Last week Daniel McCarthy pointed to this National Journal article that discussed the strengthening of Democratic prospects in so-called second tier congressional districts (more on this in a moment). The article has this interesting detail for those interested in ‘94/’06 comparisons:

The latest Gallup poll has Congress’ job-approval rating getting a lot closer to 1994 levels. It stands now at 23 percent. In April ‘94, Gallup put the rating at 29 percent, and by July ‘94, the rating had slid to 27 percent in the Gallup survey. It wasn’t until late October ‘94 that approval ratings for Congress hit the 23 percent mark that mirrored what Gallup pollsters found this month.

Depending on what happens in the rest of the year, GOP fortunes might revive (though they have no legislative agenda worth mentioning and have already run out of time to push very much if they did have an agenda, and the war and Dobleve’s immigration buffoonery can only hurt them), but this must be a grim time to be a GOP loyalist. As the article goes on to explain, one reason why the Democratic chances of retaking Congress still seem remote is that they have recruited more “surfers,” the second tier candidates (who will ride the political wave if it comes) than able navigators.

However, as National Journal has been tracking the top fifty House races, they have found some stronger candidates for the Democrats, such as Fmr. Adm. Joe Sestak in Pennsylvania’s Seventh, who is challenging long-time incumbent Curt Weldon rather effectively. He has a surprisingly robust antiwar position, and so far this seems to be working in the same way that Paul Hackett’s antiwar appeal almost succeeded in Ohio.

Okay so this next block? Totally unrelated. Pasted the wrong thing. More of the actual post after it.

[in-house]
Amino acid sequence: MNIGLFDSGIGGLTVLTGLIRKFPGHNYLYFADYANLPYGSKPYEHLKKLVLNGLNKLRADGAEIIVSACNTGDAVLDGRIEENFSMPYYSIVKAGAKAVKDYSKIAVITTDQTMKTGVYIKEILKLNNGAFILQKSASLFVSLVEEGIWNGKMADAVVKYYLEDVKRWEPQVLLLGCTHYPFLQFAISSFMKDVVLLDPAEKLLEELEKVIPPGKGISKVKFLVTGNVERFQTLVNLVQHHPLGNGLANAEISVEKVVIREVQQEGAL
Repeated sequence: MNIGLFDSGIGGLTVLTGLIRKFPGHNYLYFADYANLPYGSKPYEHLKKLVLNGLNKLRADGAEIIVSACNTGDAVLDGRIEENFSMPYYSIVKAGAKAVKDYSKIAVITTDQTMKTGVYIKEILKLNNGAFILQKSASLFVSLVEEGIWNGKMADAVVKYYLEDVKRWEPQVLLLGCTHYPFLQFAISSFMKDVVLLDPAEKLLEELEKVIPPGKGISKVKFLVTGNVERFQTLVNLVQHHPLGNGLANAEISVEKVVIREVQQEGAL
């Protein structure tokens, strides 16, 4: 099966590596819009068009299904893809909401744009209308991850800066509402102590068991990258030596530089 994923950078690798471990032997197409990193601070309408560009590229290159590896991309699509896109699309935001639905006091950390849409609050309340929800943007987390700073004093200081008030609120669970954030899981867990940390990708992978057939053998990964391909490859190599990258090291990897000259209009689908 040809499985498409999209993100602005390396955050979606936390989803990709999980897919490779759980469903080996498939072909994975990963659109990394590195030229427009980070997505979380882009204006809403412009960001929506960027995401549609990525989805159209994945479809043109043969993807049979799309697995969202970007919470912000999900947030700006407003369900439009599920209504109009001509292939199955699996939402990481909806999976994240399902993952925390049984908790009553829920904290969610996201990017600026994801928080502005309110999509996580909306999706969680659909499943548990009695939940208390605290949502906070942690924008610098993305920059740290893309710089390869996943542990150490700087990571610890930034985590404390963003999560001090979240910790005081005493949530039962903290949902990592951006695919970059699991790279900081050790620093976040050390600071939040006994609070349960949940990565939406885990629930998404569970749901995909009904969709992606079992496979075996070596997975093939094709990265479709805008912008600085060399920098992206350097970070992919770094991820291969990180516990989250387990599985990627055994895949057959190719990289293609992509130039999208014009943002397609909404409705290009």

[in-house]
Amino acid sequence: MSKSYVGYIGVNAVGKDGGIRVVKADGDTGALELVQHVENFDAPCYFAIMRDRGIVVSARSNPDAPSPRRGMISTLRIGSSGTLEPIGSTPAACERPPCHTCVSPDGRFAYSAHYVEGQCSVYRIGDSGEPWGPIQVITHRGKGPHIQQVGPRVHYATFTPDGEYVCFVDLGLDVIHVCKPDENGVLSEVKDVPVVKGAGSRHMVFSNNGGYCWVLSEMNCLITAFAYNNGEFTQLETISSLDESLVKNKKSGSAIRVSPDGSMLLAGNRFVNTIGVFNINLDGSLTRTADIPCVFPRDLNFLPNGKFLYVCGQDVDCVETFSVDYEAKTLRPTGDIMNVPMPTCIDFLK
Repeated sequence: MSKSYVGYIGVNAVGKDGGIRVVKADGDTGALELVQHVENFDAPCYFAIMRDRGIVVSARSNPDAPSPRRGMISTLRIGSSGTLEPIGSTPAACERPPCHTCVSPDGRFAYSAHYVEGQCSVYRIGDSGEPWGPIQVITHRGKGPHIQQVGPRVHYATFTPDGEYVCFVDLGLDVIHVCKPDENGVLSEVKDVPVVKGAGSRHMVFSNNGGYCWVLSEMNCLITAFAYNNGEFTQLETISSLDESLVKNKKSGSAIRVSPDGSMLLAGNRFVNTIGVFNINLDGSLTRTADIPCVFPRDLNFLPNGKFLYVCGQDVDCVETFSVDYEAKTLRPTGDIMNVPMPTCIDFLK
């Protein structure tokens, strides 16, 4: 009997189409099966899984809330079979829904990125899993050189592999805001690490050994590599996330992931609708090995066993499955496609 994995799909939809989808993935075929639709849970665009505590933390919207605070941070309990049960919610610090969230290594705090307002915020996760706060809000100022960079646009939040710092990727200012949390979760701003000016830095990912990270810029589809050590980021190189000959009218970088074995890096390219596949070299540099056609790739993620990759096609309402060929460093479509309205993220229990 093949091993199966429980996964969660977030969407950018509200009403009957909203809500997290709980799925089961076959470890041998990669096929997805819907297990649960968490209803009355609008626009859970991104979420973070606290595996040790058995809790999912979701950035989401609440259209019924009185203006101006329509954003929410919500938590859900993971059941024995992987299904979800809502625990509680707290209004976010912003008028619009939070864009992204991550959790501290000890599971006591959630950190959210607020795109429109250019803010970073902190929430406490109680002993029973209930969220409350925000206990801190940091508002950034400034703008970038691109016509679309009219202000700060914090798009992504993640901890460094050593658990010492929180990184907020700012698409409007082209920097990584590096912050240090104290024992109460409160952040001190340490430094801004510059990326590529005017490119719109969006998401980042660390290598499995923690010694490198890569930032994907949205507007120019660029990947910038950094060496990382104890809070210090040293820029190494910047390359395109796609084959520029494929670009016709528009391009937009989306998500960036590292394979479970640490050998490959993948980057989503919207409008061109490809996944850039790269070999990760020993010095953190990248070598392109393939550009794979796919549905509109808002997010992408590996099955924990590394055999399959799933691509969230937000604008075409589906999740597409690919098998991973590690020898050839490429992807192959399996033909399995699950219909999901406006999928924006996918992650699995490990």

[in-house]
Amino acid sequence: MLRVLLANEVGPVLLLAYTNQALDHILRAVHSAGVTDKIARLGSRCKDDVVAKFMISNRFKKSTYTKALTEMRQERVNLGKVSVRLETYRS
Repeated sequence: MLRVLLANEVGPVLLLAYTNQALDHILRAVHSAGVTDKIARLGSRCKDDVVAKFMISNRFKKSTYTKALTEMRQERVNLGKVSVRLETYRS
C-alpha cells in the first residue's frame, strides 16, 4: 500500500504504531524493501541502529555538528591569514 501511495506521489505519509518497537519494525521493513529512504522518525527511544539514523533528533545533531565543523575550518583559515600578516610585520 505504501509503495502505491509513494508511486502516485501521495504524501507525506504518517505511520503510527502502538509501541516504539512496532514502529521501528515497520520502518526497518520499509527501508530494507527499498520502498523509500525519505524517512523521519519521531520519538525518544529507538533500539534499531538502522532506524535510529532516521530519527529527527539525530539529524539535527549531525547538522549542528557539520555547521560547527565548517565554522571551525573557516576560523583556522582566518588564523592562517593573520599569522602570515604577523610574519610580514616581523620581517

Given that the big names on the Pennsylvania GOP ticket include Lynn Swann (known primarily for running past defensive tackles and his sports commentary) for governor and the embattled Rick Santorum, who are trailing Rendell and Casey respectively, Weldon is probably not going to get any help from a local pro-GOP surge if things remain as they are. The Seventh is an eastern Pennsylvania district (Delaware County), where Rendell is not going to be as great a drag on the rest of the ticket as he might be in the west, so strong anti-Rendell sentiment will probably not pull Sestak down. Weldon has enjoyed the benefits of incumbency and the rah-rah boosterism of our two recent Khaki elections, but the latter has disappeared and the former may not be enough to help him hold the seat in a district that has changed fairly dramatically in demographic terms to the advantage of Democrats during the last 10 years.

The pity with the prospect of Sestak winning is that Weldon has sometimes been one of the more intelligent voices when it comes to American policy in eastern Europe, he is not reflexively “hawkish” in foreign policy and is not and out-and-out Bush Republican on trade, but he has certainly done nothing to distinguish himself as a critic of the administration in any way.